The Goods: How to Pack for a Russian Train Voyage
A train trip through Russia can become an incredible memory among your international travels. Trains abound in Russia and the system is relatively easy to navigate. However, a Russian train voyage is more likely to go well if you inform yourself beforehand and pack proactively.
While it would be nice to pick up souvenirs and reading material along the way, Russian trains typically only stop for fifteen minutes. A quick-footed traveler might be able to purchase a pie from a babushka in a fifteen-minute stop.
However, if your to-buy list is ten items long, you’ll likely be out of luck. Luckily, making friends share with on a long train ride in Russia is not difficult. Be sure to pack a little extra food to share or trade, and entertaining items like cards to play with new Russian friends.
Our advice is to travel light and well. Packing fewer clothes to wear on the train is easy because train carriages can reach +25c.
Russians love warmth indoors and trains deliver this comfort. Wearing casual shorts and T-shirts is fine. Just know that hygiene-conscious Russians will eye with suspicion those appearing in the same clothes and shoes they wore outside the train.
Overall, use common airplane regulations to guide your packing limits. Keep your luggage to two large suitcases per person, plus a small bag for food and other loose essentials. Remember, limit small bags that can easily be lost or picked up.
Customize Your Environment and Plan to Have Fun!
While we’re considering items to pack, don’t forget about personal needs when sharing a cabin, unless you plan to purchase an entire cabin. Eye masks, earplugs, and a reading light can alleviate sleep-schedule congruence challenges with neighbors. And beware, in Platzkart there is only 1 light switch.
Speaking of reading, you’ll want to take into consideration that wifi and cell connections might be spotty when packing. Bring some twentieth-century items like books, magazines, puzzles, cards, and art supplies. As far as bed linens, Russian train attendants have sleeper train passengers covered for $3-5 per set.
In planning for a great Russian train trip, the cuisine is one aspect in which it helps to be proactive. Although certainly edible, you’ll find that Russians don’t rely on the food provided. Go BYO for a more varied diet.
Since potable water to boil is available, supplement with noodles, macaroni, oatmeal, and other instant treats. Try for an authentic Russian experience by packing dried pretzels, caramels, and black tea with thyme.
Complete your Russian food experience with dried apple rings, halva, and rye bread. Re-usable cutlery and dishes are a wise idea too.
Staying up to Russian Hygiene Standards
If you really need a shower, a VIP first-class ticket is the only way to go. Luckily, sometimes there is a shower on one of the carriages although it isn’t readily obvious. Once you board, ask the conductor if there is one to plan your hygiene moves accordingly.
Bring sanitizer, a washcloth, baby wipes, face wipes, and soft toilet paper in addition to a standard toiletry kit. These will all help in the event of sub-par or overused bathrooms (water closets) too.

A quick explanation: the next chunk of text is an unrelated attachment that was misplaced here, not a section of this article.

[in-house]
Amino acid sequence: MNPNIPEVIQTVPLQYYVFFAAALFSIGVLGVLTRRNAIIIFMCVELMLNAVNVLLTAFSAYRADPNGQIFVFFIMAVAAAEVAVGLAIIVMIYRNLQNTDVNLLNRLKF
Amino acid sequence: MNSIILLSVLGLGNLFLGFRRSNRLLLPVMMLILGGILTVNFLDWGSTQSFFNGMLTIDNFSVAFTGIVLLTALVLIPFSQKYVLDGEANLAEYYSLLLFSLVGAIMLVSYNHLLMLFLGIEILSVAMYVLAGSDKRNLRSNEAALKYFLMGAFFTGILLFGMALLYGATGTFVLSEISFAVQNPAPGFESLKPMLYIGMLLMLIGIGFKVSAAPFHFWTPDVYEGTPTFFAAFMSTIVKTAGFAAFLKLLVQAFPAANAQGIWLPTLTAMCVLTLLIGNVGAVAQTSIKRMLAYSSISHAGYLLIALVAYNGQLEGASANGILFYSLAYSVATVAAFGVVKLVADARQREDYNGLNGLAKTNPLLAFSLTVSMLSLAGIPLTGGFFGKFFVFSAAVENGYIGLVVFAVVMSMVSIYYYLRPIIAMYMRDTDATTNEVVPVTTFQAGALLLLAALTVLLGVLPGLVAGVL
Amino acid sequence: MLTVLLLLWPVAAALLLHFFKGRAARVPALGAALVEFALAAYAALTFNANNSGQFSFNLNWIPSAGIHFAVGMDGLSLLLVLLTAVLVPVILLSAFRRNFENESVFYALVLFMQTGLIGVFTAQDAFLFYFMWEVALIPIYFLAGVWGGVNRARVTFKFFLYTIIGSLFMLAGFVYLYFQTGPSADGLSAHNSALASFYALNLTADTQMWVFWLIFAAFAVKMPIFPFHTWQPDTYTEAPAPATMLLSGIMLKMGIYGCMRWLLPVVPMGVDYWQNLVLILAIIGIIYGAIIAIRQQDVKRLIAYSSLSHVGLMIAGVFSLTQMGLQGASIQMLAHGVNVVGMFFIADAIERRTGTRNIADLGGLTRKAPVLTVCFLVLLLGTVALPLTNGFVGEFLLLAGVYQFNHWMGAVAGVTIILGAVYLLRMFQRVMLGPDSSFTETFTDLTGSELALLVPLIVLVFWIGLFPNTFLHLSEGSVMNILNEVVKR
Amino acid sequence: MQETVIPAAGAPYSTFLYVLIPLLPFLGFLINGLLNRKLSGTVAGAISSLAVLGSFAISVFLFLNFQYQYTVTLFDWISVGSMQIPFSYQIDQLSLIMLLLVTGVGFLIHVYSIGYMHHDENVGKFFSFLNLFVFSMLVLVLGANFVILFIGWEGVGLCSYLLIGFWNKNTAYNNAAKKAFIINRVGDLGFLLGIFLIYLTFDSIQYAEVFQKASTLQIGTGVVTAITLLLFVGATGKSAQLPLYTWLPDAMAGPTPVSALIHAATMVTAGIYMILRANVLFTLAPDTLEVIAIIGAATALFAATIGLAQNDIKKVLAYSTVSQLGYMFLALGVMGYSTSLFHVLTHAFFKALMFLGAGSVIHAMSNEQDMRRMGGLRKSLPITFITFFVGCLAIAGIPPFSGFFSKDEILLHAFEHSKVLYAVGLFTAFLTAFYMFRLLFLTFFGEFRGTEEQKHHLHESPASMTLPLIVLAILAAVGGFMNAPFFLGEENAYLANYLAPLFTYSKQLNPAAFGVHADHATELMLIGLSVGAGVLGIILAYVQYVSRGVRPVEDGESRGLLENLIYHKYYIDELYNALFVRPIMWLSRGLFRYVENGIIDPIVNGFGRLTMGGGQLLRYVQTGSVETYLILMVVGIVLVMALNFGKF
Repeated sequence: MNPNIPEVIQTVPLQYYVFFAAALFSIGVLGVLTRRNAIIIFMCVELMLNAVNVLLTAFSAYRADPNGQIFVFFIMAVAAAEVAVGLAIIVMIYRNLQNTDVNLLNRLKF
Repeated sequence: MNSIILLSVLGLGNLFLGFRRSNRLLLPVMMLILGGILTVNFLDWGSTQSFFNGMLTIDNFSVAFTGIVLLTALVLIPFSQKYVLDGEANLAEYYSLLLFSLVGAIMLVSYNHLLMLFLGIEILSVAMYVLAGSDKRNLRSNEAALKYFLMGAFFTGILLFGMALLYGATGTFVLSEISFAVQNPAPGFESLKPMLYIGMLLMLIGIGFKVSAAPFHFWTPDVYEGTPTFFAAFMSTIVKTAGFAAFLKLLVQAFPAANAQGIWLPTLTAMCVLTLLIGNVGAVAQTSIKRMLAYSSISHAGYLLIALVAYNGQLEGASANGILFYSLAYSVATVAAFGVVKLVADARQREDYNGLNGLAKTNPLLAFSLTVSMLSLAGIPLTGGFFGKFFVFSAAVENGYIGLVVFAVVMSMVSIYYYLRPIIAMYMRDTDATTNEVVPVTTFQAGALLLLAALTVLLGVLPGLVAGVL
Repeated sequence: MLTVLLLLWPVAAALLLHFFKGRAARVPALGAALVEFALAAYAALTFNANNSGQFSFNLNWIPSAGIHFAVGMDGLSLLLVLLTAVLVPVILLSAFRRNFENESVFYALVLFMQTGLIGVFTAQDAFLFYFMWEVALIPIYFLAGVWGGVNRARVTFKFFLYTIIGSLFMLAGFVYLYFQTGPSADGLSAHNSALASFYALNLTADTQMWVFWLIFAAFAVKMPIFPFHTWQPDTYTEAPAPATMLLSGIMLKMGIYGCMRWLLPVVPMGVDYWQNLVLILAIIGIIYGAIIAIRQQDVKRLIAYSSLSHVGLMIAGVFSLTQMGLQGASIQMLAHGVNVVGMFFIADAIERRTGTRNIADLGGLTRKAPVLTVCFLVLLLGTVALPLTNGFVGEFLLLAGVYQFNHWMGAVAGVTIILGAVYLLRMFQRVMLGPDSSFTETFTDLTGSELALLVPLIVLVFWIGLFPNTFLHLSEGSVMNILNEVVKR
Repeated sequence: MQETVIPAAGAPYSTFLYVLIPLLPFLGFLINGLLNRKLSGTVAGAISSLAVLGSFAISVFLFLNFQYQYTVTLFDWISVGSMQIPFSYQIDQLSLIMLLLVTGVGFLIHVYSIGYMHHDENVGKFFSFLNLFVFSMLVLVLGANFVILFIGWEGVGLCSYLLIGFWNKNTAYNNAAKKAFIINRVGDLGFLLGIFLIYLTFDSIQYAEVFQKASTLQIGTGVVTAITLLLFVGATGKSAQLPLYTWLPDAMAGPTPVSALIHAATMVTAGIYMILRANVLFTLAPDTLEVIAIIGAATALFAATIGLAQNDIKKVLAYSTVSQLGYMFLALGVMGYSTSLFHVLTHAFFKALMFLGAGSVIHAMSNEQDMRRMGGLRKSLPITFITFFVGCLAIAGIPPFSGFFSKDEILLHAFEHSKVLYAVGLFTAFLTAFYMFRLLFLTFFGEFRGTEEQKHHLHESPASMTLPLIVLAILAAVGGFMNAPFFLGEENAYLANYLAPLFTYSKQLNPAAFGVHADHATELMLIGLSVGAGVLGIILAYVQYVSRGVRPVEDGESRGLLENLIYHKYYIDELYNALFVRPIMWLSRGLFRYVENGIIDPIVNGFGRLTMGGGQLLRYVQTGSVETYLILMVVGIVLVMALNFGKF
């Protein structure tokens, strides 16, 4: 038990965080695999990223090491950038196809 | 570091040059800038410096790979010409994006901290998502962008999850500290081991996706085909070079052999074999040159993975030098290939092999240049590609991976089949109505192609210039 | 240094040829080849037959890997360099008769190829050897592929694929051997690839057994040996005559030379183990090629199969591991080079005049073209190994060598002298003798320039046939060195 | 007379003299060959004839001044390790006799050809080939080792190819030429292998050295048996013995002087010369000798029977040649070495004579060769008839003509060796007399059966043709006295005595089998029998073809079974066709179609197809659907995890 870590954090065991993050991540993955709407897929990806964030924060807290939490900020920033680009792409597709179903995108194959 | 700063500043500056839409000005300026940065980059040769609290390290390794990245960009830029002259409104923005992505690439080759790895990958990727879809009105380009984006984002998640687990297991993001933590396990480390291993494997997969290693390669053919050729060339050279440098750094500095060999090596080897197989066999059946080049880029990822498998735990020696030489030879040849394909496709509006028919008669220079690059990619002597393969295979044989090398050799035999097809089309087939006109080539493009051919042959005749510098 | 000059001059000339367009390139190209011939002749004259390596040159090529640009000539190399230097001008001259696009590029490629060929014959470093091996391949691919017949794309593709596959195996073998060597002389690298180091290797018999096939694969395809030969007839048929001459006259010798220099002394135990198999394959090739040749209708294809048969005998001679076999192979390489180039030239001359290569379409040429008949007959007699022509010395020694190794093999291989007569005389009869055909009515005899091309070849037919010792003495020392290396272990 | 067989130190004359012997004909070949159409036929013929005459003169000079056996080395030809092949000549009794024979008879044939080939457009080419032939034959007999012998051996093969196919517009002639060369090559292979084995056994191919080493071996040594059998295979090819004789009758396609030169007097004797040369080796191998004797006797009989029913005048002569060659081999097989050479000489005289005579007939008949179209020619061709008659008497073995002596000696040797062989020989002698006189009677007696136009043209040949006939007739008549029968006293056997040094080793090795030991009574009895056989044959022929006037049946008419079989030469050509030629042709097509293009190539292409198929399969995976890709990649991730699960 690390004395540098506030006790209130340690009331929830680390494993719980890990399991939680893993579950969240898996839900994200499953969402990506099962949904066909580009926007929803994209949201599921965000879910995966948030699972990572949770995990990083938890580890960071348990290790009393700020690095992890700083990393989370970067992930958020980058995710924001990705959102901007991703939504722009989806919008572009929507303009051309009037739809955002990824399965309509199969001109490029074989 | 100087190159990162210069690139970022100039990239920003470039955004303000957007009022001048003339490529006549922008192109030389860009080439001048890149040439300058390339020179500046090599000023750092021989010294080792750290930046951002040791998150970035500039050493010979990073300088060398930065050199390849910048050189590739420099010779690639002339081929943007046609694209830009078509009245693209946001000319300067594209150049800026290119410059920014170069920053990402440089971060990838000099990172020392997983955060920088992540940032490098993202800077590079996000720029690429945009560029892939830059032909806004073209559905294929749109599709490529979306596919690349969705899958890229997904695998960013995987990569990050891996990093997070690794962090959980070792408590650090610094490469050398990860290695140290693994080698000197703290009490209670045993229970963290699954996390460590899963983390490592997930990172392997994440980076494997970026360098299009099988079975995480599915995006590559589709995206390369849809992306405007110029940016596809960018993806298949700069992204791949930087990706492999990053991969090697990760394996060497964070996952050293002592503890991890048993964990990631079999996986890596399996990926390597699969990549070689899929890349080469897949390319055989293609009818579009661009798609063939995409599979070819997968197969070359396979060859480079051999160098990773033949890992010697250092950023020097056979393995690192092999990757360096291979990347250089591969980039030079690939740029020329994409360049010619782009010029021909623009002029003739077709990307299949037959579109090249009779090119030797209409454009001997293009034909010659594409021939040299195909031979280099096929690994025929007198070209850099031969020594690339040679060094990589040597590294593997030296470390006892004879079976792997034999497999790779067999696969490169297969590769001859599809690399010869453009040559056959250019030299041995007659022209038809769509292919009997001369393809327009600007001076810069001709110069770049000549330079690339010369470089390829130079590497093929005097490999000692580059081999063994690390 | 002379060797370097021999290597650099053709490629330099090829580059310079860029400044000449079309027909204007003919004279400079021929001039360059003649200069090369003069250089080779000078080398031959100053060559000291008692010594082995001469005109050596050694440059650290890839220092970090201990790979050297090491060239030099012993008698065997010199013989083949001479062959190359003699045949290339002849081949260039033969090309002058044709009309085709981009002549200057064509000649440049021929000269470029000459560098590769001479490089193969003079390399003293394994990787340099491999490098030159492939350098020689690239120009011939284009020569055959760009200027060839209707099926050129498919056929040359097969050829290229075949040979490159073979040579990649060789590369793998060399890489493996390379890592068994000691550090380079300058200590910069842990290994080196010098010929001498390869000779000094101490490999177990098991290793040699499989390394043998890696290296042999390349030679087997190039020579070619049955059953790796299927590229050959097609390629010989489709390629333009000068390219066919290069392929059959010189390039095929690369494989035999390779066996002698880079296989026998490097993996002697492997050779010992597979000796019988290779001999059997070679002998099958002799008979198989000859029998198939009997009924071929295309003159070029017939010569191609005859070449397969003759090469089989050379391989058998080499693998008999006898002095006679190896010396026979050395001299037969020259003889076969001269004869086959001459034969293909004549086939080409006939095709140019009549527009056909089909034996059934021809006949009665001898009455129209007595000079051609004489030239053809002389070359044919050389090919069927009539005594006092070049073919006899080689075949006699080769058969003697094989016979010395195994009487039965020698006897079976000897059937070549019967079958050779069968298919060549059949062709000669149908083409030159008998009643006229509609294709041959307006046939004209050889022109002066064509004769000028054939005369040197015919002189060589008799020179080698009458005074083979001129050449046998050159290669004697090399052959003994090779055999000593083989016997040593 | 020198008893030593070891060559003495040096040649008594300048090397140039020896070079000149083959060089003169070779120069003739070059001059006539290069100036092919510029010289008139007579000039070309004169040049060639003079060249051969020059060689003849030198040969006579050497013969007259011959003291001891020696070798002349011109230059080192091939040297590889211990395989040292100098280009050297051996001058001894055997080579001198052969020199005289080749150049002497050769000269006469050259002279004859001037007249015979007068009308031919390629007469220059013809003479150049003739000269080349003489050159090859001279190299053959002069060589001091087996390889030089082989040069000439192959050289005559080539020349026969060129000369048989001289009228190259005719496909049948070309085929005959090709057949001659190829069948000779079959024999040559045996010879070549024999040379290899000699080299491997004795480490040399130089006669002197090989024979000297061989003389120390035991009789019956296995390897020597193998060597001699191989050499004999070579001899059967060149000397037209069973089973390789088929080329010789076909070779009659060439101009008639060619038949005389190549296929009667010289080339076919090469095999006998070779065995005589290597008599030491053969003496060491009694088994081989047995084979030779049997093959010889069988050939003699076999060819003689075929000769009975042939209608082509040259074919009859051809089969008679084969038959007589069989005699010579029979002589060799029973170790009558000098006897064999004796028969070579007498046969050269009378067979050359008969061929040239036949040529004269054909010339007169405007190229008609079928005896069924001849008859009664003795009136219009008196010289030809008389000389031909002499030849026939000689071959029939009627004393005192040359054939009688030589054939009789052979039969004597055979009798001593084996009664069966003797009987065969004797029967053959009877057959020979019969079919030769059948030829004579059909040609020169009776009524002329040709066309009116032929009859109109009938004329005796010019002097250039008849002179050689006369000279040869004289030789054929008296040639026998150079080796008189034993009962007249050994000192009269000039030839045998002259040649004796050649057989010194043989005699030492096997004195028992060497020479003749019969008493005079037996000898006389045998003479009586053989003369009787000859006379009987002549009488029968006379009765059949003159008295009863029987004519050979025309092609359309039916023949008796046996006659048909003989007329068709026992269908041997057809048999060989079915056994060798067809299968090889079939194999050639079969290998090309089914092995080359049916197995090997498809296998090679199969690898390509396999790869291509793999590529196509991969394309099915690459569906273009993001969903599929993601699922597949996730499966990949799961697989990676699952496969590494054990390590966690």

Remember that some toilets might be simple holes in the floor, therefore trains close lavatories for an hour and a half before approaching major stops for example on the Moscow to St. Petersburg train route.
The Logistics: Russian Train Stations and the Boarding Process
Normally, Russian trains board forty minutes before departure. Allow plenty of time in bigger cities, like at the Moscow railway station (https://www.russianrail.com/train-stations-in-moscow).
When consulting a departure timetable (отправление), know that the train numbers, departure times and platform numbers (л-left side, п-right side) will be displayed.
Try to board early to claim the bed you want. Also, in case your cabin company seems odd or unsavory, you can ask to switch cabins. Cabins are gender-neutral.
Look at the first or last window of each car to find the train numbers. Your passport and tickets will be taken by a welcoming conductor at either end of the carriage. Your ticket may be ripped, stamped, scanned, or severed.
Be sure to keep proof of your ticket with you for the duration of the trip. In fact, keep it for a week afterward in case you need to make a claim.
Boarding Complete! Now what?
When the train stops, do not stray far in case of a sudden departure. This is important advice when a train is behind schedule. Also, for safety reasons, always keep your Russian train ticket, travel documents, and money with you so that a petty thief can do minimal damage.
Finally, an hour before you arrive at your destination, there is usually an announcement (though it may be quiet or not in English). The conductor will reclaim bedding and teacups. Be ready to pack up everything else thirty minutes before arrival.
With the great standards of Russian railways, most prepared travelers enjoy pleasant journeys. With preparation and the knowledge above, you can focus on befriending Russians, learning more Russian, diving into old hobbies, and enjoying the Russian land and cityscapes.